Thinking Citizen Blog — Pakistan (I) — a Large and Growing Nuclear Arsenal, a History of Harboring and Training Terrorists, a Frightening Combination
Thinking Citizen Blog — Monday is Foreign Policy Day
Today’ s Topic — Pakistan (I) — a large and growing nuclear arsenal, a history of harboring and training terrorists, a frightening combination
Former US Secretary of State Jim Mattis recently called Pakistan “the scariest country on earth.” In 2014, Carlotta Gall, Pulitzer Prize winner and currently Istanbul bureau chief of the New York Times published a book called “The Wrong Enemy” in which she argued forcefully that the real enemy in Afghanistan is not the Taliban but their puppet masters in Pakistan — namely the ISI (the intelligence service now headed by Faiz Hameed). The combination of a large and growing nuclear arsenal, strong anti-American sentiment, a long history of Islamization and use of terrorists (including Bin Laden) as assets makes the situation in Pakistan so frightening as to seriously discourage thinking or talking about it at all. Today, a little background on the geography, demography, economy of Pakistan. And then a focus on first, the relations between Pakistan, India, China, and Bangladesh and then on the Islamization of Pakistan under General Zia in the context of the Soviet-Afghan War and US and Saudi support for the Afghan mujahideen. This is the first of a projected series on a fascinating country. Experts — please chime in. Correct, elaborate, elucidate.
GEOGRAPHY, DEMOGRAPHY, ECONOMY
1. Geography: Pakistan borders on Iran in the southwest, Afghanistan to the west and north, China to the north, India to the east, and the Arabian Sea to the south. Its capital of Islamabad is located in the foothills of the Himalayas to the north, very close to the border with India. Karachi, the largest city in Pakistan, is on the Arabian coast. Islamabad is a planned city that replaced Karachi as the capital in 1963. Extraordinary variety of terrain — from the coastal plain to the second highest mountain in the world (K2) and with everything in between — forests, desserts, plateaus. “Its western borders include the Khyber Pass and Bolan Pass that have served as traditional migration routes between Central Eurasia and South Asia.”
2. Demography: 210 million people up from 32 million in 1947. Ethnic groups: Punjabis (northeast): 44%, Pashtuns (west central and north), 15%. Sindhis (southeast), 14%, Sarakies (east central), 8%, Balochis (southwest), 4%. Fertility rate: 3.56 children per woman. A young nation: 35% under the age of 15, median age 23.4 (versus 38 for US, 28 for India).
3. Economy: GDP per capita (nominal): $1355 versus $1877 for Bangladesh and $1876 for India. but the shadow economy is estimated to be 36% of the total and not counted in these numbers. Labor force by sector: agriculture 37%, industry 24%, services 39%. Major industries: textile and apparel, food processing, pharmaceuticals. Export partners: US (17%), China (7%), UAE (7%). Import partners: China 23%, UAE 15%, Singapore 6%. Principal export: textiles. Principal import: petroleum.
INDIA, BANGLADESH, CHINA — complicated story that includes genocide
1. Pakistan split off from India in 1947 but it must be remembered that a.) when it did so it included what is now Bangladesh, population 160 million currently, and b.) that although the country was conceived as a home for Muslims, almost 200 million Muslims remain in India.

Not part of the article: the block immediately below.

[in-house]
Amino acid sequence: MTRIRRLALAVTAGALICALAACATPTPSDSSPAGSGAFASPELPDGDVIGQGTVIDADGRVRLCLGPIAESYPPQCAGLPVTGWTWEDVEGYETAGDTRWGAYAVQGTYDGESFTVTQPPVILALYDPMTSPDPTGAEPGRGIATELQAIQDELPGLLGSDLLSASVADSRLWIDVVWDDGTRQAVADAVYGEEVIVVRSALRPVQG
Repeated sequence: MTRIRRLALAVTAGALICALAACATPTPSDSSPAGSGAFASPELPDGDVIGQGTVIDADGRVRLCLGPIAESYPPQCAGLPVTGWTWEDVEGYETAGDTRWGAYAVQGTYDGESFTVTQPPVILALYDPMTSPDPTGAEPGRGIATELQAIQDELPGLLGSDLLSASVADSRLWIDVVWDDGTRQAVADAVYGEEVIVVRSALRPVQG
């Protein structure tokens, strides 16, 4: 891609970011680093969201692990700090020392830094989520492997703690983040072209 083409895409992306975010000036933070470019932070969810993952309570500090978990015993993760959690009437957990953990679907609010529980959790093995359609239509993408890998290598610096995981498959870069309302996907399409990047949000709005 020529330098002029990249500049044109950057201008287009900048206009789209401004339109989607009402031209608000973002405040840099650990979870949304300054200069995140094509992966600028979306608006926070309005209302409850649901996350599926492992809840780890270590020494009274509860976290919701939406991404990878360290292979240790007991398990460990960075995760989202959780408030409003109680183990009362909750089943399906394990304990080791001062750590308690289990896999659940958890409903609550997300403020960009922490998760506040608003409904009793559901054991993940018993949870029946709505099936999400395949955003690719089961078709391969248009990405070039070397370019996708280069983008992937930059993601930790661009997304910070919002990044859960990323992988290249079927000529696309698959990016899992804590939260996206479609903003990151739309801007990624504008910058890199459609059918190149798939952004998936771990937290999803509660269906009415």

2. Pakistan has considered India an existential threat and its special relationship with China is considered key to reducing that threat, as is its large and expanding nuclear arsenal.
3. The India-Pakistan War of 1971 was triggered by the West Pakistani genocide of Bengalis earlier in the year (casualties estimated at between 300,000 and 3,000,000). The result of the war was the independence of Bangladesh and Pakistan’s loss of “half of its navy, a quarter of its air force, and a third of its army.”
THE SOVIET AFGHAN WAR, SAUDI ARABIA, THE UNITED STATES
1. The Islamization of Pakistan began in earnest under General Zia who deposed President Zulfikar Ali Bhutto in a military coup in 1973.
2. Throughout the 1980s, Zia was given support by both the United States and Saudi Arabia to strengthen the Afghan mujahideen who were seen by Americans as freedom fighters against the Soviet aggressors.
3. Malala Yousafzai chronicles the negative impact on women of Zia’s policies in her book, “I Am Malala.”
NB: After being deposed Zulfikar Ali Bhutto was executed in 1979. His daughter Benazir Bhutto (Harvard Class of 1973) served as Prime Minister twice (1988–1990, 1996–1998). A liberal and a secularist she was assassinated in 2007. “The Salafi Jihadi group al-Queda claimed responsibility, although the involvement of the Pakistani Taliban and rogue elements of the intelligence services was widely suspected.” At the time Bin Laden was being harbored in his Islamabad compound and, according to Carlota Gall was working as a de facto asset of the ISI.
FOOTNOTE: Carlota Gall — don’t miss the video below under any circumstances. Especially, 13:13–24:13 in which the author explains why she wrote “The Wrong Enemy” — perhaps the most important book on foreign policy written in the last 50 years.
Here is a link to the last three years of posts organized by theme:
Please share the coolest or most important thing you learned in the last week, month, or year related to foreign policy. Or, even better, the coolest or most important thing you learned in our life related to foreign policy.
This is your chance to make someone else’s day. And to consolidate in your memory something important you might otherwise forget. Or to think more deeply than otherwise about something dear to your heart. Continuity is the key to depth of thought. The prospect of imminent publication, like hanging and final exams, concentrates the mind. A useful life long habit.